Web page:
In a particularly unimpressive spring training, Mills surrendered nine earned runs during three innings of work against the Tampa Bay Rays.
An eighth-round draft pick in 2007, the 25-year-old Mills has since spent time with the Lowell Spinners (Low A), Lancaster JetHawks (High A), Portland Sea Dogs (AA), and Pawtucket Red Sox (AAA).
At Single-A Lowell, Mills posted a strong 2.04 ERA in 35.1 innings while fanning 37.
Once promoted to Lancaster, and later to Portland, Mills didn’t dominate as hoped. For the Portland Sea Dogs, Mills could only muster a 4.24 ERA over 110.1 innings last year.
However, there is something about this kid that encourages optimism in Boston's front office, and Mills didn’t let them down when elevated to Triple-A Pawtucket last year. Through 31 innings, Mills lowered his ERA to 3.48 while striking out 16 and walking just four.
Presumably returning to Pawtucket for 2010, Mills can only hope his Spring Training performance is forgotten when the Sox need a call-up.
Hometown: West Covina, Calif.
Being a southpaw gives him an advantage competing for a big-league spot, but starter Kris Johnson has demonstrated inconsistent control, which could land him a specialist role against lefties if he ever makes the show.
In one pitching appearance against the Tampa Bay Rays this spring, Johnson failed to execute his fastball, curve, or changeup to the tune of two earned runs on two hits while recording zero outs. Johnson took the loss in that outing.
With the Lowell Spinners (Low A) in 2006, Johnson got off to a strong start, dropping a 0.88 ERA during 30.2 innings.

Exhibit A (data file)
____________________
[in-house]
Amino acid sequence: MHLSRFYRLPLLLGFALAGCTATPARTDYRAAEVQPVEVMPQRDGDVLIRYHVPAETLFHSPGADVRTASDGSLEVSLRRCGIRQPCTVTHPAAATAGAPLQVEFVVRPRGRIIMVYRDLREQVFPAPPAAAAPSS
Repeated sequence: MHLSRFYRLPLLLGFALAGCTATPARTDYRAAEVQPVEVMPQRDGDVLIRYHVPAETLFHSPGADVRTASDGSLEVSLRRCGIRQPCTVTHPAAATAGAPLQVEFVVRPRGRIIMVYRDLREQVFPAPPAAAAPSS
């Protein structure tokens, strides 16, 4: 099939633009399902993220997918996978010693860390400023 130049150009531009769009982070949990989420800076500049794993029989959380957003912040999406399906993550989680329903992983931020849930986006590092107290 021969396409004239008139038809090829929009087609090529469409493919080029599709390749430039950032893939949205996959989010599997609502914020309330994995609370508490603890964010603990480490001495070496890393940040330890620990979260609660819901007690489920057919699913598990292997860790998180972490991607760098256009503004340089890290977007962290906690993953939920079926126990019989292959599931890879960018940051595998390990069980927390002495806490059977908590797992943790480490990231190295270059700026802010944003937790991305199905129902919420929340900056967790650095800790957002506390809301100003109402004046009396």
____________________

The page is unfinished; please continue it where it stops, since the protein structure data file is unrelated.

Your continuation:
The following year, Johnson was mediocre with the Lancaster JetHawks (A+), but he rebounded nicely in 2008, when he delivered a 3.63 ERA and 108 strikeouts over 136.1 innings with the Portland Sea Dogs (AA).
The season in 2009 spelled a significant downturn for the Wichita State graduate. Splitting time between Portland and Pawtucket (AAA), Johnson rendered a career-worst 6.35 ERA at both levels.
His 2010 spring-training performance hasn’t helped Johnson’s image, which needs a strong 2010 with the Pawtucket Red Sox if it’s to be refurbished.
Hometown: Santo Domingo, Dominican Republic
Ground-ball pitcher Randor Bierd is 26, and his high-80s fastball isn’t picking up any speed. But his slider fools righties, and his changeup may be his most effective pitch.
The Dominican and former Oriole, acquired via a 2009 deal that sent David Pauley to Baltimore, is on the verge of not being young anymore.
During 1.1 innings this spring against the Minnesota Twins and St. Louis Cardinals, Bierd achieved an ineffective 13.50 ERA, allowing four hits.
Though growing into a career minor-league pitcher, Bierd didn’t horrify anyone with his 4.91 ERA over 36.2 innings for the 2008 Orioles.
However, during his most recent appearance in the Red Sox farm system with the 2009 Pawtucket Red Sox (AAA), Bierd delivered an average 4.55 ERA in 61.1 innings.
Bierd is probably the least likely of all these young guns to ever make the big-league club.